From the latest MyBurbank Twitter feed:
Filed under Uncategorized
With all of the pissing and moaning about the Chief over e-mails………..
How about some reflection on the current FIXABLE problem at the Burbank Police Department?
The now chronic SHORTAGE of sworn Officers.
When are they going to get their fat-asses down to City Council and let their voices be heard on a subject that could benefit ALL of US?????
This Tuesday at 6 p.m.
What’s really important–E-mails or HELP?????
Police depts across the nation are having trouble recruiting.
There is a shortage of people willing to become police officers.
Especially now that it is hard to beat confessions out of suspects or get away with shooting unarmed black people in the back.
Liberal as I am, I won’t go that far.
I’ve heard the big problem is stringent credit checks, and sometimes juvenile pot backgrounds for some depts. People get weeded out and it might be too unfair.
We all just received the “Party Line” from anon 3.
In fact, our Personnel do their due diligence of screening and weeding PRIOR to submitting prospects to the Chief’s Office.
How many were submitted to the Chief in the last YEAR?
How many were HIRED?
How many were LATERALS with prior experience?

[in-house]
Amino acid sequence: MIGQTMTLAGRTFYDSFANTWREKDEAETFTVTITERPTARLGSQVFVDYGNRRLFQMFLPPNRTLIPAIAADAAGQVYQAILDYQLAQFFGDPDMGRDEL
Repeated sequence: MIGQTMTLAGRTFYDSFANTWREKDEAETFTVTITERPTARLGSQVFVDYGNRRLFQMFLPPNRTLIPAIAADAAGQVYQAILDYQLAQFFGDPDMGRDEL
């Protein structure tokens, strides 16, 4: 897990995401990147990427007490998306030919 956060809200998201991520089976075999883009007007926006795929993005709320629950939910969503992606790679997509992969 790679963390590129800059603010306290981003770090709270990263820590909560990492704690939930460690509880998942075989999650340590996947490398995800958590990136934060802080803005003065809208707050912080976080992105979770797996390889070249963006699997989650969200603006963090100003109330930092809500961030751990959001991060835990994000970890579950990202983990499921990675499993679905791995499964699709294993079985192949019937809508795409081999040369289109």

How many of THEM were hired?
We need straight answers–not regurgitated Party Lines.
I guess no one wants to consider payroll and pension reform as a means of cutting costs…?
As of 2014, there were 112 salaried employees of the City of Burbank whose combined salary and benefits (incl. “other pay” and overtime) exceeded $200,000 [Source: http://transparentcalifornia.com/salaries/2014/burbank/%5D. There are some employees who made nearly three times their base salary in overtime, “other pay,” and benefits. While the median full-time city employee salary is just over $93,000, that figure is almost $40,000 more than the average salary of a private sector resident of the city ($53,769) [Source: http://transparentcalifornia.com/salaries/2014/burbank/summary/%5D.
Total employee compensation in 2014 were over $159M and as taxpayers we pay a large chunk of that to cover pension plans and other benefits that have no basis in reality (since these plans often assume unrealistic double-digit market returns which, if not met, have to be made up by taxpayers).
With specific regard to Safety Personnel, Police & Fire, the extra overtime has been beneficial to all of us.
Both Departments are SHORT handed.
The willingness of Safety Personnel to put in the overtime is appreciated.
In time we may fill-up the rosters. Not yet.
As for the other Departments, our pay scales are out of whack.
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